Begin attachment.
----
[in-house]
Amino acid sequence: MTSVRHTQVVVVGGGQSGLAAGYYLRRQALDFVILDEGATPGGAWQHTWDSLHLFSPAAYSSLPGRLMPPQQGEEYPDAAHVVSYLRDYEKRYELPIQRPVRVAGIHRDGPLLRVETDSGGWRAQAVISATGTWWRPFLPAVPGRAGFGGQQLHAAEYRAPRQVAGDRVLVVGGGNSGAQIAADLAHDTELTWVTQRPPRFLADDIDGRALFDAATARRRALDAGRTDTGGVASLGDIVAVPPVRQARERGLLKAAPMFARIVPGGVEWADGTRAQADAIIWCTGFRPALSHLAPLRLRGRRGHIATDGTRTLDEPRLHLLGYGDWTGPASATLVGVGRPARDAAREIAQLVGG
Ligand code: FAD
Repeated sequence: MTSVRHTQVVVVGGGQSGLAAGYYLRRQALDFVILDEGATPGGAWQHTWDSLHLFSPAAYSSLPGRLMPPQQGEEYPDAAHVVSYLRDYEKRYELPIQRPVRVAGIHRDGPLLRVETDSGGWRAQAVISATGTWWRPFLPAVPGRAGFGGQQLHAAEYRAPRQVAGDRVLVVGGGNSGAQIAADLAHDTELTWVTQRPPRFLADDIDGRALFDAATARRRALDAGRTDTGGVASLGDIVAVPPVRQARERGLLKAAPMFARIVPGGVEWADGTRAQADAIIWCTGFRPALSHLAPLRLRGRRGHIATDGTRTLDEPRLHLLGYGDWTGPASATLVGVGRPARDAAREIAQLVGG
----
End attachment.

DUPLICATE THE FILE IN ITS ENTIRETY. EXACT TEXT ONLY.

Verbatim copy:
[in-house]
Amino acid sequence: MTSVRHTQVVVVGGGQSGLAAGYYLRRQALDFVILDEGATPGGAWQHTWDSLHLFSPAAYSSLPGRLMPPQQGEEYPDAAHVVSYLRDYEKRYELPIQRPVRVAGIHRDGPLLRVETDSGGWRAQAVISATGTWWRPFLPAVPGRAGFGGQQLHAAEYRAPRQVAGDRVLVVGGGNSGAQIAADLAHDTELTWVTQRPPRFLADDIDGRALFDAATARRRALDAGRTDTGGVASLGDIVAVPPVRQARERGLLKAAPMFARIVPGGVEWADGTRAQADAIIWCTGFRPALSHLAPLRLRGRRGHIATDGTRTLDEPRLHLLGYGDWTGPASATLVGVGRPARDAAREIAQLVGG
Ligand code: FAD
Repeated sequence: MTSVRHTQVVVVGGGQSGLAAGYYLRRQALDFVILDEGATPGGAWQHTWDSLHLFSPAAYSSLPGRLMPPQQGEEYPDAAHVVSYLRDYEKRYELPIQRPVRVAGIHRDGPLLRVETDSGGWRAQAVISATGTWWRPFLPAVPGRAGFGGQQLHAAEYRAPRQVAGDRVLVVGGGNSGAQIAADLAHDTELTWVTQRPPRFLADDIDGRALFDAATARRRALDAGRTDTGGVASLGDIVAVPPVRQARERGLLKAAPMFARIVPGGVEWADGTRAQADAIIWCTGFRPALSHLAPLRLRGRRGHIATDGTRTLDEPRLHLLGYGDWTGPASATLVGVGRPARDAAREIAQLVGG